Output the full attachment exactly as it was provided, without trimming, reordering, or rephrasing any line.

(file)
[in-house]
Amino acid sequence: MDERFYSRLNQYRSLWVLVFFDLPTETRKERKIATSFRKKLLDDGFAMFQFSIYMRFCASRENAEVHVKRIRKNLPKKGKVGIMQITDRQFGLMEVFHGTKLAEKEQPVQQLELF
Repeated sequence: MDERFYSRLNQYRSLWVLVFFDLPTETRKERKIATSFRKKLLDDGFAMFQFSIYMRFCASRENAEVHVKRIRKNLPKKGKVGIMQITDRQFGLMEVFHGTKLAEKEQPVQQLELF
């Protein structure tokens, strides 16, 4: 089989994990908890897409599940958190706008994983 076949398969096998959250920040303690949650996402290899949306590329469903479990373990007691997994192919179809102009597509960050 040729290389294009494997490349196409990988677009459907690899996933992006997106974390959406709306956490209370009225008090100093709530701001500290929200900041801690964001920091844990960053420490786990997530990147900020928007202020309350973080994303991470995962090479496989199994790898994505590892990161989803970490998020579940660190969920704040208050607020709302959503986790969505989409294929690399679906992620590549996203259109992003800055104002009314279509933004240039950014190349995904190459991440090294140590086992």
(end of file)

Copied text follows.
[in-house]
Amino acid sequence: MDERFYSRLNQYRSLWVLVFFDLPTETRKERKIATSFRKKLLDDGFAMFQFSIYMRFCASRENAEVHVKRIRKNLPKKGKVGIMQITDRQFGLMEVFHGTKLAEKEQPVQQLELF
Repeated sequence: MDERFYSRLNQYRSLWVLVFFDLPTETRKERKIATSFRKKLLDDGFAMFQFSIYMRFCASRENAEVHVKRIRKNLPKKGKVGIMQITDRQFGLMEVFHGTKLAEKEQPVQQLELF
């Protein structure tokens, strides 16, 4: 089989994990908890897409599940958190706008994983 076949398969096998959250920040303690949650996402290899949306590329469903479990373990007691997994192919179809102009597509960050 040729290389294009494997490349196409990988677009459907690899996933992006997106974390959406709306956490209370009225008090100093709530701001500290929200900041801690964001920091844990960053420490786990997530990147900020928007202020309350973080994303991470995962090479496989199994790898994505590892990161989803970490998020579940660190969920704040208050607020709302959503986790969505989409294929690399679906992620590549996203259109992003800055104002009314279509933004240039950014190349995904190459991440090294140590086992």